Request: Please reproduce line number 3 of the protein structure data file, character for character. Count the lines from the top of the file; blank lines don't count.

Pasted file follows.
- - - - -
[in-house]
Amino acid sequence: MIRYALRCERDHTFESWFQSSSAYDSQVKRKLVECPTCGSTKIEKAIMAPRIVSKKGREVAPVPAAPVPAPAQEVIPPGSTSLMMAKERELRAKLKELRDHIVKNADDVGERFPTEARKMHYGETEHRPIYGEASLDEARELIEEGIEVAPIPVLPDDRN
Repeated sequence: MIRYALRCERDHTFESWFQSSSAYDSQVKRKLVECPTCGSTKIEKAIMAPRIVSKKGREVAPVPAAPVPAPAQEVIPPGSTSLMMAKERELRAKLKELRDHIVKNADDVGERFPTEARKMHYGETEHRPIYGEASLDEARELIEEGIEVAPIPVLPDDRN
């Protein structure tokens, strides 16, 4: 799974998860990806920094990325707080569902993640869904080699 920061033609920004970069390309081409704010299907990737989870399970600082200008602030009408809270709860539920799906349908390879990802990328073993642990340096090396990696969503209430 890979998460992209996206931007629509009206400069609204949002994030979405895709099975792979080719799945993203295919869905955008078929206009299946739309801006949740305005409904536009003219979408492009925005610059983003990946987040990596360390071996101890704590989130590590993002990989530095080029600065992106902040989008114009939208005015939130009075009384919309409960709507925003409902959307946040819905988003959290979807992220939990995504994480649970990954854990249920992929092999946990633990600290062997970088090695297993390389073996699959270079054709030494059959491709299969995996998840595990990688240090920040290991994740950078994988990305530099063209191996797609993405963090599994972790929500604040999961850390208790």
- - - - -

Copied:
Repeated sequence: MIRYALRCERDHTFESWFQSSSAYDSQVKRKLVECPTCGSTKIEKAIMAPRIVSKKGREVAPVPAAPVPAPAQEVIPPGSTSLMMAKERELRAKLKELRDHIVKNADDVGERFPTEARKMHYGETEHRPIYGEASLDEARELIEEGIEVAPIPVLPDDRN